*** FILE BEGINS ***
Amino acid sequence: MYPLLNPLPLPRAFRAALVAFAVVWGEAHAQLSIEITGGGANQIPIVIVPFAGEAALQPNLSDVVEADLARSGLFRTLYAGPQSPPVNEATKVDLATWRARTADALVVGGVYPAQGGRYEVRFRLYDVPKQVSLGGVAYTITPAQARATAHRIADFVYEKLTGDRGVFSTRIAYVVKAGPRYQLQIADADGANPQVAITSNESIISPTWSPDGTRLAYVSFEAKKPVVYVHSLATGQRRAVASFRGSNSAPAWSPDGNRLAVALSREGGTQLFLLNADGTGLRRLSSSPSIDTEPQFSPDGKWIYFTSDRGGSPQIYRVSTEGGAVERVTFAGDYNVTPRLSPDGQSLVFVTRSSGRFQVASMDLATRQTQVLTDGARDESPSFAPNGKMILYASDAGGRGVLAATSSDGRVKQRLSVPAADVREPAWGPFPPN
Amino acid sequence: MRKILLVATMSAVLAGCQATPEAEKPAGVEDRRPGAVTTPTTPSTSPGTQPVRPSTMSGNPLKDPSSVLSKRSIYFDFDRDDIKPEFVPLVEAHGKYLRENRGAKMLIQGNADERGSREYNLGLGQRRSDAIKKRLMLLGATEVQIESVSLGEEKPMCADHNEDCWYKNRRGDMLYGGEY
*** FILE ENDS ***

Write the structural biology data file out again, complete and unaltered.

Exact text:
Amino acid sequence: MYPLLNPLPLPRAFRAALVAFAVVWGEAHAQLSIEITGGGANQIPIVIVPFAGEAALQPNLSDVVEADLARSGLFRTLYAGPQSPPVNEATKVDLATWRARTADALVVGGVYPAQGGRYEVRFRLYDVPKQVSLGGVAYTITPAQARATAHRIADFVYEKLTGDRGVFSTRIAYVVKAGPRYQLQIADADGANPQVAITSNESIISPTWSPDGTRLAYVSFEAKKPVVYVHSLATGQRRAVASFRGSNSAPAWSPDGNRLAVALSREGGTQLFLLNADGTGLRRLSSSPSIDTEPQFSPDGKWIYFTSDRGGSPQIYRVSTEGGAVERVTFAGDYNVTPRLSPDGQSLVFVTRSSGRFQVASMDLATRQTQVLTDGARDESPSFAPNGKMILYASDAGGRGVLAATSSDGRVKQRLSVPAADVREPAWGPFPPN
Amino acid sequence: MRKILLVATMSAVLAGCQATPEAEKPAGVEDRRPGAVTTPTTPSTSPGTQPVRPSTMSGNPLKDPSSVLSKRSIYFDFDRDDIKPEFVPLVEAHGKYLRENRGAKMLIQGNADERGSREYNLGLGQRRSDAIKKRLMLLGATEVQIESVSLGEEKPMCADHNEDCWYKNRRGDMLYGGEY